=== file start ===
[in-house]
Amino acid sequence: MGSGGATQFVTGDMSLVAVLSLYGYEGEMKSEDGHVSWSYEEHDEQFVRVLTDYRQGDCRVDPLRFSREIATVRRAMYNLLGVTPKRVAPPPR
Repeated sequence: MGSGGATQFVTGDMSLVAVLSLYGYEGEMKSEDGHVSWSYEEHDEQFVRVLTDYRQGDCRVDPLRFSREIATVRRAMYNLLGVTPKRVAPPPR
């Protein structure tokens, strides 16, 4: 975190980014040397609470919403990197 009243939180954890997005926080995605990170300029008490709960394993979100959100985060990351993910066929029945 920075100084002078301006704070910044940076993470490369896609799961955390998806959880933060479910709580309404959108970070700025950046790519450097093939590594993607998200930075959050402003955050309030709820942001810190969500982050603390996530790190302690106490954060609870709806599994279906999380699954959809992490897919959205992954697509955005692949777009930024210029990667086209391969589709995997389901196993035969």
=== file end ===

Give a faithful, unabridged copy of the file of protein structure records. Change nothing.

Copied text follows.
[in-house]
Amino acid sequence: MGSGGATQFVTGDMSLVAVLSLYGYEGEMKSEDGHVSWSYEEHDEQFVRVLTDYRQGDCRVDPLRFSREIATVRRAMYNLLGVTPKRVAPPPR
Repeated sequence: MGSGGATQFVTGDMSLVAVLSLYGYEGEMKSEDGHVSWSYEEHDEQFVRVLTDYRQGDCRVDPLRFSREIATVRRAMYNLLGVTPKRVAPPPR
């Protein structure tokens, strides 16, 4: 975190980014040397609470919403990197 009243939180954890997005926080995605990170300029008490709960394993979100959100985060990351993910066929029945 920075100084002078301006704070910044940076993470490369896609799961955390998806959880933060479910709580309404959108970070700025950046790519450097093939590594993607998200930075959050402003955050309030709820942001810190969500982050603390996530790190302690106490954060609870709806599994279906999380699954959809992490897919959205992954697509955005692949777009930024210029990667086209391969589709995997389901196993035969």